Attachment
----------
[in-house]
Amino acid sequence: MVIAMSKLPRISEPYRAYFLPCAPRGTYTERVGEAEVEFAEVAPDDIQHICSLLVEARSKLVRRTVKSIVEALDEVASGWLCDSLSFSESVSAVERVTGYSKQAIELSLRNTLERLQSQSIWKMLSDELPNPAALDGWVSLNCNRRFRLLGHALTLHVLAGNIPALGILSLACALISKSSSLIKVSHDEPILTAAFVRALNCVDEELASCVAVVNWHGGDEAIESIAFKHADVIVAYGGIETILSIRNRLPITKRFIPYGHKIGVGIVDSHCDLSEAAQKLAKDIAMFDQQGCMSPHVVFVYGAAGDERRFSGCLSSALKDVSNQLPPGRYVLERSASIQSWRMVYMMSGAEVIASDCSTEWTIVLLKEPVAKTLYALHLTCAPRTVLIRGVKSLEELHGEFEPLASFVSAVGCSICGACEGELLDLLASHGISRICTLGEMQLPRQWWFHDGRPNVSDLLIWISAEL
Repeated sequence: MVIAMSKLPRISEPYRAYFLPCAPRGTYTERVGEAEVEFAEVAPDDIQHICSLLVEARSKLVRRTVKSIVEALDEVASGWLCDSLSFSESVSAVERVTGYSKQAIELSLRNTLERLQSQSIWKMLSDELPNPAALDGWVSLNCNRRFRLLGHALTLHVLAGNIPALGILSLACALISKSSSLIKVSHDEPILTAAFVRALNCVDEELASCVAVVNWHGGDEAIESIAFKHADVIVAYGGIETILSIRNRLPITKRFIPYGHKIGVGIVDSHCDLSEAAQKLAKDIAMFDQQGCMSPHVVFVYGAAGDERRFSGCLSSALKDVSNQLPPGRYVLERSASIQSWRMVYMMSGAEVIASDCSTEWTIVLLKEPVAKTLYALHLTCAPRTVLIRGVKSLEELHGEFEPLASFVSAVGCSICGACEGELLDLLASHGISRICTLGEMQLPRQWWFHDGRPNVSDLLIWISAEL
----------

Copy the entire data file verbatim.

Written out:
[in-house]
Amino acid sequence: MVIAMSKLPRISEPYRAYFLPCAPRGTYTERVGEAEVEFAEVAPDDIQHICSLLVEARSKLVRRTVKSIVEALDEVASGWLCDSLSFSESVSAVERVTGYSKQAIELSLRNTLERLQSQSIWKMLSDELPNPAALDGWVSLNCNRRFRLLGHALTLHVLAGNIPALGILSLACALISKSSSLIKVSHDEPILTAAFVRALNCVDEELASCVAVVNWHGGDEAIESIAFKHADVIVAYGGIETILSIRNRLPITKRFIPYGHKIGVGIVDSHCDLSEAAQKLAKDIAMFDQQGCMSPHVVFVYGAAGDERRFSGCLSSALKDVSNQLPPGRYVLERSASIQSWRMVYMMSGAEVIASDCSTEWTIVLLKEPVAKTLYALHLTCAPRTVLIRGVKSLEELHGEFEPLASFVSAVGCSICGACEGELLDLLASHGISRICTLGEMQLPRQWWFHDGRPNVSDLLIWISAEL
Repeated sequence: MVIAMSKLPRISEPYRAYFLPCAPRGTYTERVGEAEVEFAEVAPDDIQHICSLLVEARSKLVRRTVKSIVEALDEVASGWLCDSLSFSESVSAVERVTGYSKQAIELSLRNTLERLQSQSIWKMLSDELPNPAALDGWVSLNCNRRFRLLGHALTLHVLAGNIPALGILSLACALISKSSSLIKVSHDEPILTAAFVRALNCVDEELASCVAVVNWHGGDEAIESIAFKHADVIVAYGGIETILSIRNRLPITKRFIPYGHKIGVGIVDSHCDLSEAAQKLAKDIAMFDQQGCMSPHVVFVYGAAGDERRFSGCLSSALKDVSNQLPPGRYVLERSASIQSWRMVYMMSGAEVIASDCSTEWTIVLLKEPVAKTLYALHLTCAPRTVLIRGVKSLEELHGEFEPLASFVSAVGCSICGACEGELLDLLASHGISRICTLGEMQLPRQWWFHDGRPNVSDLLIWISAEL